Trademark agreement precludes parallel imports
In Brother v Surlorran, the São Paulo Court of Appeal has ruled that despite Brazil's new Trademark Law, an unregistered trademark-use agreement may preclude third parties from importing parallel products into Brazil.
Brother International Corporation do Brasil Ltda (Brother Brazil) has an exclusive trademark-use agreement with its parent company, Brother Industries Ltd of Japan (Brother Japan), to import and sell in Brazil sewing machines marked with the BROTHER trademark. Brother Brazil brought a complaint against Surlorran Indústria Textil e Comércio de Máquinas Ltda for importing BROTHER sewing machines without its consent and selling them at lower prices.
Surlorran argued that Brother Brazil's action was without merit, as under Brazil's new Trademark Law, a trademark owner may only prevent parallel imports if a relevant trademark-use agreement is registered with the Patent and Trademark Office.
The appellate court disagreed with Surlorran, holding that the case involved contractual rights and that Brother Japan had granted exclusive trademark-use rights to Brother Brazil in relation to sales in Brazil. As a result, Surlorran was infringing those rights. The court ordered Surlorran to cease importing BROTHER sewing machines or face a $1,000 fine for each machine. Brother Brazil was also awarded damages.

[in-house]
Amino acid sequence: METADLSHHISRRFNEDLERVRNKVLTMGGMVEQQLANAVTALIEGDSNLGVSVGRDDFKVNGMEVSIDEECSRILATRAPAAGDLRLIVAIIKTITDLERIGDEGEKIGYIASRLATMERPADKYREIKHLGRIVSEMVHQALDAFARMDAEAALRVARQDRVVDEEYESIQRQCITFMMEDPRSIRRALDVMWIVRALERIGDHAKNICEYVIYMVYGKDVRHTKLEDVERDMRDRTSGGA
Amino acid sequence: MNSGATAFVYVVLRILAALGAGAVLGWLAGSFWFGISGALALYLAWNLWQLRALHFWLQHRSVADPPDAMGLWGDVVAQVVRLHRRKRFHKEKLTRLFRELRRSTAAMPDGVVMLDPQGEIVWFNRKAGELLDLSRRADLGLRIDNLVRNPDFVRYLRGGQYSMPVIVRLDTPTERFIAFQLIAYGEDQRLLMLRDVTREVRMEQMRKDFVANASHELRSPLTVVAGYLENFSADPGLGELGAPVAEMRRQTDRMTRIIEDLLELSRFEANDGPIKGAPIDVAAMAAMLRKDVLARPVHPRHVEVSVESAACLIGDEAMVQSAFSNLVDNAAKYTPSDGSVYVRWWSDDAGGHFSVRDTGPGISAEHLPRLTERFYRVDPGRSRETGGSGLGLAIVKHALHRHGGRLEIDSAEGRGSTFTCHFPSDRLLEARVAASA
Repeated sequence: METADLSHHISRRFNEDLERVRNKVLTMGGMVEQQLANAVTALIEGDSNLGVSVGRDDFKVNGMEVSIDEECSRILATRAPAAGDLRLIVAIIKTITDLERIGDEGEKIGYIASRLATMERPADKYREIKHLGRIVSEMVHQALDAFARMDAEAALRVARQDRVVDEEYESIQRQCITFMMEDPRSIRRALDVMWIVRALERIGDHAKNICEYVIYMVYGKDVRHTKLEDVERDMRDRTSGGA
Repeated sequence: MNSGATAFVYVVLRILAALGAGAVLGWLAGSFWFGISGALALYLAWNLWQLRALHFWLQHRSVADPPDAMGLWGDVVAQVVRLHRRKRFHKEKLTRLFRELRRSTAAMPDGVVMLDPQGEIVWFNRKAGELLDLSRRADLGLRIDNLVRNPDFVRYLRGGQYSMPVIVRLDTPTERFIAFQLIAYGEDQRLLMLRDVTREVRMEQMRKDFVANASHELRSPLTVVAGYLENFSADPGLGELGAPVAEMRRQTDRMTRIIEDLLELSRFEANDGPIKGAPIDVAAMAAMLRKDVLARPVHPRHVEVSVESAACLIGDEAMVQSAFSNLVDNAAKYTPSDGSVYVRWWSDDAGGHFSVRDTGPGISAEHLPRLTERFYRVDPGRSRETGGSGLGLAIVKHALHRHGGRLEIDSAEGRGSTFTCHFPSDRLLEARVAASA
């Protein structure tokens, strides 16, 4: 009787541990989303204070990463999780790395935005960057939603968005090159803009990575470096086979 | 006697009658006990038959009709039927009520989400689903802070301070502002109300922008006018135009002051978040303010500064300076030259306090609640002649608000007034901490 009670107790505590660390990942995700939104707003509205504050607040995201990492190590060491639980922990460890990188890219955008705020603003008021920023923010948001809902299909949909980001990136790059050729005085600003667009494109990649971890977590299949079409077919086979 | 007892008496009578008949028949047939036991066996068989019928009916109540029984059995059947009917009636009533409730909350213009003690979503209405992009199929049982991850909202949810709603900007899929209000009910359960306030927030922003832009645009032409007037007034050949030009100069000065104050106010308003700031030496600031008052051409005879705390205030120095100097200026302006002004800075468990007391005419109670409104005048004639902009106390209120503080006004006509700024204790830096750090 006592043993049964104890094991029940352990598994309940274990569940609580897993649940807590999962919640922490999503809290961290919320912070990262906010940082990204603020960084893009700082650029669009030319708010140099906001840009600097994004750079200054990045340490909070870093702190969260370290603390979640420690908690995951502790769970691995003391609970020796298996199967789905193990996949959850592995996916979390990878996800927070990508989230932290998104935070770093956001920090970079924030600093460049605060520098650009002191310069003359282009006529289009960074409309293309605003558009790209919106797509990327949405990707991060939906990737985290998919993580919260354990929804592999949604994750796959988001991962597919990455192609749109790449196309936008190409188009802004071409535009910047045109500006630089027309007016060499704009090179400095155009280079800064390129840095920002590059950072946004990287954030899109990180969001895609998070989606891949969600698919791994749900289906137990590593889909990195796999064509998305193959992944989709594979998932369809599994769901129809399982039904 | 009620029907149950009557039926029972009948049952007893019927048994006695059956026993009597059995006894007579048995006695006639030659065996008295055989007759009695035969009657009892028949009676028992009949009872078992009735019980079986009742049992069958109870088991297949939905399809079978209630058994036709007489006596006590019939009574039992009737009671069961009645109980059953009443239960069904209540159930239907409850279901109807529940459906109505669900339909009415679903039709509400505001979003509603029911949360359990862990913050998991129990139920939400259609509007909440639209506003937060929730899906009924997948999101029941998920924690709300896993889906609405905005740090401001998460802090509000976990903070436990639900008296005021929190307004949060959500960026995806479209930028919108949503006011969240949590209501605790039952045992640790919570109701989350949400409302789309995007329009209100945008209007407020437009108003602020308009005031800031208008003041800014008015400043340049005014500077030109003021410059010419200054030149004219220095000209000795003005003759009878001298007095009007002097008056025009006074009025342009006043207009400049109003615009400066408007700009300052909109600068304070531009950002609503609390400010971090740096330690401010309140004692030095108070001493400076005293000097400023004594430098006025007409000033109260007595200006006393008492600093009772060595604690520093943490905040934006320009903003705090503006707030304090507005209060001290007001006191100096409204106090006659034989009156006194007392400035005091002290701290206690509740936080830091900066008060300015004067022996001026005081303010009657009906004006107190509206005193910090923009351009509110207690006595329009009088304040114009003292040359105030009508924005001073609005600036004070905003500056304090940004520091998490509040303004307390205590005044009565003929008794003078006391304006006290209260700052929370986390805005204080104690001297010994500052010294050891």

Normally, under Brazil's Trademark Law, trademark-use agreements must be registered with the Patent and Trademark Office to be enforceable against third parties. This case demonstrates that, in certain circumstances, the Brazilian courts are willing to bend the law to give effect to such agreements even though the formal requirement of registration is not met.
Denis Allan Daniel, Daniel Advogados, Rio de Janeiro
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